Ron DeSantis, Florida’s new governor, should be really proud of himself. He recently recalled that when he ran for governor “…[he] promised to be the most pro-Israel governor in America and that the first delegation [he] would lead would be to the state of Israel.”
When he confirmed that he would be taking his entire cabinet with him as part of a 75-person delegation scheduled to leave for Israel on May 25th, he boasted that “Today I’m pleased to report that I’m keeping that promise. Our delegation will bring business, academic and political leaders to help strengthen the bond between Florida and Israel.”
DeSantis has promised to hold a meeting of his Cabinet in the American Embassy in Jerusalem during his visit, the first time that such a meeting has ever been held by a state government on foreign soil. During the meeting he will ostentatiously sign a legislative bill “combating anti-Semitism.”
DeSantis has been playing the Israel and anti-Semitism cards throughout his political career. Last year, as a Congressman running for governor, he attacked his opponent Tallahassee Mayor Andrew Gillum during their gubernatorial race as not being a “friend of Israel.” He based his charge on reports that Gillum had received support from the Dream Defenders, a group favoring Boycott, Divestment, and Sanctions (BDS) against Israel, as well as once having given a speech welcoming members of the Council on American-Islamic Relations (CAIR) to his city. DeSantis claimed in a video clip that “I can find anti-Semites around him, but it’s almost like ‘we don’t want to discuss that.’”
As a Congressman, DeSantis sponsored in 2013 the Palestinian Accountability Act which called for the withholding of U.S. aid to the Palestinian Authority until it recognizes Israel as a Jewish state. In 2017, he co-founded the Congressional Israel Victory Caucus, saying “Israel is our strongest ally in the Middle East, as we share common national interests and possess similar national values. Israel is not the problem in the Middle East; it is the solution to many of the problems that bedevil the region. American policy must ensure that Israel emerges victorious against those who deny or threaten her existence.” Earlier this year, DeSantis drafted a proposal calling on the U.S. to recognize Syria’s Golan Heights as an ‘integral part’ of the State of Israel.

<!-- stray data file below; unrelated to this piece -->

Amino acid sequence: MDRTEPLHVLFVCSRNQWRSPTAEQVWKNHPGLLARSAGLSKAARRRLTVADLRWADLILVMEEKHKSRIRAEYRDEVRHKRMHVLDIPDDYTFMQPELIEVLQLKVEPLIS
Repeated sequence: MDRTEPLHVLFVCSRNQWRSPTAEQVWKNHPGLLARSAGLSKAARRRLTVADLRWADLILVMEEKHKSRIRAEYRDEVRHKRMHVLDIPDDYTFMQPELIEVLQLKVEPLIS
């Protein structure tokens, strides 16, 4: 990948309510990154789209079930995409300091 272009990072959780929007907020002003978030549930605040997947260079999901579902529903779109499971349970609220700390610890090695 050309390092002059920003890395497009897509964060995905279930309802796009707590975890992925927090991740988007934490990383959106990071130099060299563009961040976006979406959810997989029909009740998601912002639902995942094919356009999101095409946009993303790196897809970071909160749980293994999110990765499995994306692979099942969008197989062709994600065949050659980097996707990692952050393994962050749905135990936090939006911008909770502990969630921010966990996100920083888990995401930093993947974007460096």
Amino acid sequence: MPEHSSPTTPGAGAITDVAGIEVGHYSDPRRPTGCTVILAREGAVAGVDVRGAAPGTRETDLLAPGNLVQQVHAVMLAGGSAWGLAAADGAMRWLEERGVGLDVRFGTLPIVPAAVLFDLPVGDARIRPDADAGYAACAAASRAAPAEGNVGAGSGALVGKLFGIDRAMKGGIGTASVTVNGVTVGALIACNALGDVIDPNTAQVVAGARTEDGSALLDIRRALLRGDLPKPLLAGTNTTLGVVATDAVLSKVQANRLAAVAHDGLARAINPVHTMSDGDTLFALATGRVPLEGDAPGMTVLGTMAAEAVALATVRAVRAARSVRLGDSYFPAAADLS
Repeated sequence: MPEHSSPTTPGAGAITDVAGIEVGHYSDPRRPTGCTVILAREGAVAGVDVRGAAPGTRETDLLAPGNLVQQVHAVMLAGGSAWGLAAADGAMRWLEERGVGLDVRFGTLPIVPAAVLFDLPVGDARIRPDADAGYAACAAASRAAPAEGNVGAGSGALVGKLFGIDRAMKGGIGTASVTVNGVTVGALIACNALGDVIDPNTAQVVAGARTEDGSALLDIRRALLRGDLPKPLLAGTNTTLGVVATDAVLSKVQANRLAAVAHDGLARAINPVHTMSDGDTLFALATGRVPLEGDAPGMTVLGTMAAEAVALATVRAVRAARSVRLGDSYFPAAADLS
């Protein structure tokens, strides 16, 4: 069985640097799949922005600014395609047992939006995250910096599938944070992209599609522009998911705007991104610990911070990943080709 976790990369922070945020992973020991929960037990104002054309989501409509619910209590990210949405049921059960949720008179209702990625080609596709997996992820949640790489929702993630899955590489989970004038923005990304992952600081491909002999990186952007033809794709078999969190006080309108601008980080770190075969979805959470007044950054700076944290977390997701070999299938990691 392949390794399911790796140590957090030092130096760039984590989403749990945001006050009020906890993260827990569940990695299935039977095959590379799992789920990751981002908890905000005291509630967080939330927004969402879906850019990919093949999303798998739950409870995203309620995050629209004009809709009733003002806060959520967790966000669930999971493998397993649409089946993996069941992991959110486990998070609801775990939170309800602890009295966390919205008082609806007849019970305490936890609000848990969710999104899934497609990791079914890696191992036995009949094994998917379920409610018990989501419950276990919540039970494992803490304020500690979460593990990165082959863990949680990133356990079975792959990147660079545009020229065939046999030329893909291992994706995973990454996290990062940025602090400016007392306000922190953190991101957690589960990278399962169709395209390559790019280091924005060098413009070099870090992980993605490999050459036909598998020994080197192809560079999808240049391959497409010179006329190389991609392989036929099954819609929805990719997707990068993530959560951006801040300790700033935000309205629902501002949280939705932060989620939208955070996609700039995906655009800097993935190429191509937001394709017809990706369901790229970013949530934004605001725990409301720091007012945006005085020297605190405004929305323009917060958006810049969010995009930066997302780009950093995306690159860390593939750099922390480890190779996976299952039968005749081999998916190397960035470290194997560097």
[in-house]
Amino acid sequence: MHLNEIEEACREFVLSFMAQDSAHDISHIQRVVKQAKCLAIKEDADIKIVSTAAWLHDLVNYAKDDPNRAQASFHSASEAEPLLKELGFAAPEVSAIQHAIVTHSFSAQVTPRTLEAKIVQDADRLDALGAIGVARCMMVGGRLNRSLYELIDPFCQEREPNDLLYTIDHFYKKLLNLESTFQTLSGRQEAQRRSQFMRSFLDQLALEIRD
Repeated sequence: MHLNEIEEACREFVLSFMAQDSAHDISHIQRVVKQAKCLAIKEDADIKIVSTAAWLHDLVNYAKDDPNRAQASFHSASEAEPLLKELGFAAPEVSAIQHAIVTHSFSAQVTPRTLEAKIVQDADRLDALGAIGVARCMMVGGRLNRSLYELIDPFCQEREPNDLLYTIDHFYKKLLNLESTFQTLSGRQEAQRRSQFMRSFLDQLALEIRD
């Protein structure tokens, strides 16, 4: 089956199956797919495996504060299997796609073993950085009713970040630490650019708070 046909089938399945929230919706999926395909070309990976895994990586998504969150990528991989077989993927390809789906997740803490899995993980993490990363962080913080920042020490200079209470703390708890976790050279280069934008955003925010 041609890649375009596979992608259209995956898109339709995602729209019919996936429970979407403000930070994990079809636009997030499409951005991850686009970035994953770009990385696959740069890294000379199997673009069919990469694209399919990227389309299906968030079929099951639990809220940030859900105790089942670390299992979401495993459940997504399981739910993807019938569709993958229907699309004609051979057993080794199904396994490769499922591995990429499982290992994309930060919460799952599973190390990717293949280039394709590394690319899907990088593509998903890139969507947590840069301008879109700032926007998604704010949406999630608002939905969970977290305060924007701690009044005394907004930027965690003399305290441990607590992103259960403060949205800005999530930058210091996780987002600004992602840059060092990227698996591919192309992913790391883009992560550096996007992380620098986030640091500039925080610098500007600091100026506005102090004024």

DeSantis boasted about his presence in Jerusalem when the U.S. Embassy was moved to that city one year ago and has promised that on his upcoming trip he will visit Israel’s illegal settlements on the West Bank, which he refers to by the preferred Israeli usage as “Judea and Samaria.” He has threatened critics that “If you boycott Israel, the state of Florida will boycott you” and threatened to “sanction” the holiday rental company Airbnb when it refused to offer properties located in the illegal Israeli settlements on the West Bank. DeSantis was also the driving force behind recently enacted legislation in his state to punish BDS supporters. The legislation is regarded as the most extreme among U.S. states, including explicit equation of criticism of Israel with anti-Semitism. Another bill pending in Florida will enable citizens to sue teachers or government employees who in any way criticize Israel.
DeSantis, a former U.S. Navy lawyer, has demonstrated that he reveres Israel even more than his former comrades in arms. In his congressional district there were a number of survivors of the U.S.S. Liberty, which was attacked in international waters by Israel on June 8, 1967, killing 34 crewmen and injuring 171 more. They report that DeSantis has been completely unsympathetic to their requests that a commission of inquiry finally be convened to determine what actually happened on that day.
Regarding the upcoming visit, a local Florida radio station conducted an interview with Israeli Consul General in Miami Lior Haiat, who emphasized the economic benefits to be derived from the strong bilateral relationship, who said “The fact that the huge delegation is going from Florida to Israel is just a symbol that the outcome of this delegation will be seen in the relationship between Israel and Florida for years to come. Because this is just the beginning. We’re signing over 10 memorandums of understandings and agreements between Israeli companies and universities and the Floridian companies and universities. This is a huge bridge that Gov. DeSantis is building. We are happy to be part of it.”
Consul General Haiat also noted that